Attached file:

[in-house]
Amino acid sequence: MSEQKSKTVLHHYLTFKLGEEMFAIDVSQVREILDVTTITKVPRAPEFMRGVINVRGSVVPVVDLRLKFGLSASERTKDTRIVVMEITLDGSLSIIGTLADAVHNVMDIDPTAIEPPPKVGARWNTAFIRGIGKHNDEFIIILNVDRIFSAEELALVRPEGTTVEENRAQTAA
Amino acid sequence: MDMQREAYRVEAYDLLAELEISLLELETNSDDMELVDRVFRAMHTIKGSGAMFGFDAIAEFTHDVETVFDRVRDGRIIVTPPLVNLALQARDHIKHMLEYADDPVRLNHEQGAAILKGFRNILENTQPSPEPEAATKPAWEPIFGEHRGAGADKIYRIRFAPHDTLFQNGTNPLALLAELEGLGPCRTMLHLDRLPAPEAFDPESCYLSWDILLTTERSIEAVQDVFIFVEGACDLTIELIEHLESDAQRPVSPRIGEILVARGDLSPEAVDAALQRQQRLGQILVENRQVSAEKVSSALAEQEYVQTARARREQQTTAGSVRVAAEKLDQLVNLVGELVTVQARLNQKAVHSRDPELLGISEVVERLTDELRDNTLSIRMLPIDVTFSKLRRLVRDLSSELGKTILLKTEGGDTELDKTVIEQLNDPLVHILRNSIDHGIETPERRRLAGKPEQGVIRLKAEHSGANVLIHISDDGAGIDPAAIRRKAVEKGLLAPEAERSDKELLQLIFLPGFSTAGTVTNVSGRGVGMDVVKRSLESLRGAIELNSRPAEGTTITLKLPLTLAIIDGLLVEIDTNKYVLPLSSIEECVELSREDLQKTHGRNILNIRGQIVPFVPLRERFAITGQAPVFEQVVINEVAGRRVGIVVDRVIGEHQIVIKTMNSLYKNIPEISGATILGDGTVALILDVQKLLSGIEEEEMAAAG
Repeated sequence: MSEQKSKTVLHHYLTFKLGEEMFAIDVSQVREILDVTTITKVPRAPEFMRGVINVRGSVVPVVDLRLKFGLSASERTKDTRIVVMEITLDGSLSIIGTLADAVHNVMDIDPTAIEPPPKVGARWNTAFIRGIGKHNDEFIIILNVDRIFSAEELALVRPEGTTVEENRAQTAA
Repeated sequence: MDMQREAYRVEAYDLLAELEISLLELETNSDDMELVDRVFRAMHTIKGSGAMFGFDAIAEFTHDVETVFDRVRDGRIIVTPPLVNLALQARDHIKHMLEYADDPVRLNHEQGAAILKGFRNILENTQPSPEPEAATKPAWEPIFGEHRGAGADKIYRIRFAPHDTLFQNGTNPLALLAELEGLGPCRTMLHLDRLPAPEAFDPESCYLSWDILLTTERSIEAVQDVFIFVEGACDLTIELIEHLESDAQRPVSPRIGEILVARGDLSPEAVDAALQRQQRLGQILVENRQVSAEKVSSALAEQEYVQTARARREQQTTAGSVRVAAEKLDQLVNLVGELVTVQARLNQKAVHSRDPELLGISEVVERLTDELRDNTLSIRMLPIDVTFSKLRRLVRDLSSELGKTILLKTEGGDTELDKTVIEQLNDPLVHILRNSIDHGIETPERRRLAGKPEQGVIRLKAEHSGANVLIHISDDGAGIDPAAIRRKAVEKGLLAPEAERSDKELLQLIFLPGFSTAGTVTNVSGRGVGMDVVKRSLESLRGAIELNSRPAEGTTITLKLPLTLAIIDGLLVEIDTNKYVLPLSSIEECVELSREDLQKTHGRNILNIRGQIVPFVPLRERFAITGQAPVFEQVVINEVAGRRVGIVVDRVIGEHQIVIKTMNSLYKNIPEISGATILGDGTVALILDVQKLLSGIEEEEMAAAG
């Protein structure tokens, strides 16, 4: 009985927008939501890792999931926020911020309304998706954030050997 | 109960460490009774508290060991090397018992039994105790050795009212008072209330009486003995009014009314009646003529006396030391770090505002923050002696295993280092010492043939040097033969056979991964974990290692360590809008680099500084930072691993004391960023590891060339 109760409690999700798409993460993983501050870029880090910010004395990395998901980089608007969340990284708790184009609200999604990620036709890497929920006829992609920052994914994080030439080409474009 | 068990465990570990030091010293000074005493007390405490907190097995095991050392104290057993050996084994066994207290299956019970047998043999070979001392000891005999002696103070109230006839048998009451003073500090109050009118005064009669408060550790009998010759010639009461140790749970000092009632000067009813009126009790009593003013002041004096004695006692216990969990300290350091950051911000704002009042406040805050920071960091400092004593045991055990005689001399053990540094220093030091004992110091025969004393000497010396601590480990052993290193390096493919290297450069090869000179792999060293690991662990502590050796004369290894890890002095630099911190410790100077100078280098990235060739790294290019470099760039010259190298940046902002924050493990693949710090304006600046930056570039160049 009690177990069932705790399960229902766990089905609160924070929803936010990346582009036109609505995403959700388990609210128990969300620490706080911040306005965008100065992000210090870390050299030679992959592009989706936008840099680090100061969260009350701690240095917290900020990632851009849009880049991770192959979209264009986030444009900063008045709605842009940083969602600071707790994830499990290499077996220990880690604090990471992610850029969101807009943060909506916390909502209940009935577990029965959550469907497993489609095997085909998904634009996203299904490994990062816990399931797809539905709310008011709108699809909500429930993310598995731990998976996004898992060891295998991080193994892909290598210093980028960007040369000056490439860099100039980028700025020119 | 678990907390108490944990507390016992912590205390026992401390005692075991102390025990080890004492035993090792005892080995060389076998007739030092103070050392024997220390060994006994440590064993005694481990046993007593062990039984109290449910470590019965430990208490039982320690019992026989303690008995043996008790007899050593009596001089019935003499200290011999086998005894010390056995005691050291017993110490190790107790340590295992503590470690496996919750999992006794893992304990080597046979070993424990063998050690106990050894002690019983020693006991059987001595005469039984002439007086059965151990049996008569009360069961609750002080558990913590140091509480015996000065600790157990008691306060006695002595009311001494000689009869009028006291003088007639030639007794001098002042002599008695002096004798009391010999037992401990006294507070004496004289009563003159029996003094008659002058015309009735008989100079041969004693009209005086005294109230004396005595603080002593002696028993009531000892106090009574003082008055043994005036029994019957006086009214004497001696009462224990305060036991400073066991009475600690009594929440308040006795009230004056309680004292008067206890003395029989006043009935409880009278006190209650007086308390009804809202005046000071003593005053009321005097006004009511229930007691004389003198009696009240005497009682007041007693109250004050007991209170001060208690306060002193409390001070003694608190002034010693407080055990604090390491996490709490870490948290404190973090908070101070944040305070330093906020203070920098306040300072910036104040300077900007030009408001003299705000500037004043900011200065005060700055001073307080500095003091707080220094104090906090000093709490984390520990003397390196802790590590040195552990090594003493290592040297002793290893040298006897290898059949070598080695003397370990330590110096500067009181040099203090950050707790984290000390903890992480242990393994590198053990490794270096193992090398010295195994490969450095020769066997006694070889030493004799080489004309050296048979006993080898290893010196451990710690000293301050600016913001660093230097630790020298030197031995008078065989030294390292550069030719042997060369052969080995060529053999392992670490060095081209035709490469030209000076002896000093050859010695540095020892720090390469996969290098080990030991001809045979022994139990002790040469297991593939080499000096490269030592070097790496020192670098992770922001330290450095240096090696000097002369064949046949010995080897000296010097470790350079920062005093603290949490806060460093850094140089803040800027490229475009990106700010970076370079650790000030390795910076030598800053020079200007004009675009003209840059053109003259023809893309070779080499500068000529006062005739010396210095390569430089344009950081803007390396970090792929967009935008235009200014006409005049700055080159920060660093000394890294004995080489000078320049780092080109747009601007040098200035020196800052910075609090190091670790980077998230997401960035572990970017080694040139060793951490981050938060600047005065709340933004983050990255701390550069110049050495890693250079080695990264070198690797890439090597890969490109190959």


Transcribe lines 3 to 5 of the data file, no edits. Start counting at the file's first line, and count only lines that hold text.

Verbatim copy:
Amino acid sequence: MDMQREAYRVEAYDLLAELEISLLELETNSDDMELVDRVFRAMHTIKGSGAMFGFDAIAEFTHDVETVFDRVRDGRIIVTPPLVNLALQARDHIKHMLEYADDPVRLNHEQGAAILKGFRNILENTQPSPEPEAATKPAWEPIFGEHRGAGADKIYRIRFAPHDTLFQNGTNPLALLAELEGLGPCRTMLHLDRLPAPEAFDPESCYLSWDILLTTERSIEAVQDVFIFVEGACDLTIELIEHLESDAQRPVSPRIGEILVARGDLSPEAVDAALQRQQRLGQILVENRQVSAEKVSSALAEQEYVQTARARREQQTTAGSVRVAAEKLDQLVNLVGELVTVQARLNQKAVHSRDPELLGISEVVERLTDELRDNTLSIRMLPIDVTFSKLRRLVRDLSSELGKTILLKTEGGDTELDKTVIEQLNDPLVHILRNSIDHGIETPERRRLAGKPEQGVIRLKAEHSGANVLIHISDDGAGIDPAAIRRKAVEKGLLAPEAERSDKELLQLIFLPGFSTAGTVTNVSGRGVGMDVVKRSLESLRGAIELNSRPAEGTTITLKLPLTLAIIDGLLVEIDTNKYVLPLSSIEECVELSREDLQKTHGRNILNIRGQIVPFVPLRERFAITGQAPVFEQVVINEVAGRRVGIVVDRVIGEHQIVIKTMNSLYKNIPEISGATILGDGTVALILDVQKLLSGIEEEEMAAAG
Repeated sequence: MSEQKSKTVLHHYLTFKLGEEMFAIDVSQVREILDVTTITKVPRAPEFMRGVINVRGSVVPVVDLRLKFGLSASERTKDTRIVVMEITLDGSLSIIGTLADAVHNVMDIDPTAIEPPPKVGARWNTAFIRGIGKHNDEFIIILNVDRIFSAEELALVRPEGTTVEENRAQTAA
Repeated sequence: MDMQREAYRVEAYDLLAELEISLLELETNSDDMELVDRVFRAMHTIKGSGAMFGFDAIAEFTHDVETVFDRVRDGRIIVTPPLVNLALQARDHIKHMLEYADDPVRLNHEQGAAILKGFRNILENTQPSPEPEAATKPAWEPIFGEHRGAGADKIYRIRFAPHDTLFQNGTNPLALLAELEGLGPCRTMLHLDRLPAPEAFDPESCYLSWDILLTTERSIEAVQDVFIFVEGACDLTIELIEHLESDAQRPVSPRIGEILVARGDLSPEAVDAALQRQQRLGQILVENRQVSAEKVSSALAEQEYVQTARARREQQTTAGSVRVAAEKLDQLVNLVGELVTVQARLNQKAVHSRDPELLGISEVVERLTDELRDNTLSIRMLPIDVTFSKLRRLVRDLSSELGKTILLKTEGGDTELDKTVIEQLNDPLVHILRNSIDHGIETPERRRLAGKPEQGVIRLKAEHSGANVLIHISDDGAGIDPAAIRRKAVEKGLLAPEAERSDKELLQLIFLPGFSTAGTVTNVSGRGVGMDVVKRSLESLRGAIELNSRPAEGTTITLKLPLTLAIIDGLLVEIDTNKYVLPLSSIEECVELSREDLQKTHGRNILNIRGQIVPFVPLRERFAITGQAPVFEQVVINEVAGRRVGIVVDRVIGEHQIVIKTMNSLYKNIPEISGATILGDGTVALILDVQKLLSGIEEEEMAAAG